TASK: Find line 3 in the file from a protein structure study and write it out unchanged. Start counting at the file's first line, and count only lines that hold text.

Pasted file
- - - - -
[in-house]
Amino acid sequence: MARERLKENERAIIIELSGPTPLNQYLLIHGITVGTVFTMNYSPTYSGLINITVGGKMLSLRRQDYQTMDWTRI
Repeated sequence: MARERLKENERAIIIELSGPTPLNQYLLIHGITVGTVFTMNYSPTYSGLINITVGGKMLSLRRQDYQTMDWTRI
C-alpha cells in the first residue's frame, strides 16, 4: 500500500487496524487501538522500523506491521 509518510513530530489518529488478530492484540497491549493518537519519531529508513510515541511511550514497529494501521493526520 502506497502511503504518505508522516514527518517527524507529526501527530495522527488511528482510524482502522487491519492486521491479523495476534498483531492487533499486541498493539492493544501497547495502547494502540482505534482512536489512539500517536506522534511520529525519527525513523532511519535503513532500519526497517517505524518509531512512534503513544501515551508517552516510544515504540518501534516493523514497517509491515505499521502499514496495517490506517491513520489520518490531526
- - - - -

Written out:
Repeated sequence: MARERLKENERAIIIELSGPTPLNQYLLIHGITVGTVFTMNYSPTYSGLINITVGGKMLSLRRQDYQTMDWTRI